Retired Air Force Colonel Clarifies Controversial Article About Vanessa Guillen


Retired Wisconsin Air National Guard colonel clarifies controversial comments she made about killed Fort Hood soldier Vanessa Guillen, saying she did not want to imply that sexual harassment is the “price of ‘admission’ for women in the military.Betsy Schoeller, who is also a lecturer at the University of Wisconsin-Milwaukee, released a statement on Sunday offering condolences to Guillen’s loved ones and the sexual assault and harassment to “all victims”.

But Schoeller insisted that she “didn’t mean” that she believed that sexual harassment came with the territory of women in the military and “if you’re going to cry like a snowflake about it, you go pay the price ”- as she posted a few days earlier on a private Facebook page for veterans.

“I didn’t mean to imply that’s how I feel,” said Schoeller on Sunday. “I was giving a voice to the messages that women hear in the culture of sexual harassment: the message we received from the culture is not only will you suffer from sexual harassment, but if you believe about it, you will suffer even more.”

A petition asking for Schoeller’s dismissal from his post at the university’s School of Information Studies overshadowed more than 131,000 signatures Monday morning.

University officials, meanwhile, denounced his remarks on Saturday in a statement but said they could not regulate the private speech of its employees. She has worked at the school for 23 years, reported the Milwaukee Journal-Sentinel.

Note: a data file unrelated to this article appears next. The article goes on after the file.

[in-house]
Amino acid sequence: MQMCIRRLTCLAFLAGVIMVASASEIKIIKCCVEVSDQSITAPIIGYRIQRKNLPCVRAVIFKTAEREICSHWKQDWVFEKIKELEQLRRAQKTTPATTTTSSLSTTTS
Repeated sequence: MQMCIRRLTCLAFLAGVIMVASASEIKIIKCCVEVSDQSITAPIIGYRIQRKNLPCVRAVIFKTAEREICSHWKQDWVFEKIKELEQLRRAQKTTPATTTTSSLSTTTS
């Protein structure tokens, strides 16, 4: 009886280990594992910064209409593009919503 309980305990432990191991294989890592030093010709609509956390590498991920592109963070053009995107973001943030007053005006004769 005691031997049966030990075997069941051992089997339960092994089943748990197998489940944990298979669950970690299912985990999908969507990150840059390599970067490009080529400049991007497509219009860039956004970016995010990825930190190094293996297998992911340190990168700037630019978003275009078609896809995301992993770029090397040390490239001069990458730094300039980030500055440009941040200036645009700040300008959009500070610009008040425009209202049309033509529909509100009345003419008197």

Schoeller, who retired as Wisconsin National Guard colonel in 2017, told the newspaper that she had been sexually harassed while serving in the military. Schoeller thought his remarks about Guillen on Facebook were private, she said.

“When you look at my comment, I was not talking about a specific person,” said Schoeller. “I was just expressing this message that we receive as women. To be called names. Be called “sissy” and any derogatory term you can think of. ”

Schoeller said she hoped her statement released on Sunday would clarify her original message, which she said was “misinterpreted”.

“I hope this post provides the context that was missing from my original Facebook post,” the statement said. “Individuals cannot change the system alone. We must unite to be strong and focus our energies to ensure that what happened to SPC Vanessa Guillen does not happen to anyone. ”

The human remains found in a shallow grave in Texas last week have been identified as Guillen, a family lawyer said on Sunday.

Guillen, 20, was last seen on April 22 at Fort Hood, where she was based. Federal and military investigators believe she was killed and dismembered by fellow countryman Aaron David Robinson, 20, who committed suicide last week when police attempted to contact him.

Before her disappearance, Guillen’s relatives said she had told them that she was being sexually harassed by one of her sergeants at Fort Hood, reported the Journal-Sentinel. But military investigations have revealed that there is no evidence to support these allegations.

With post wires


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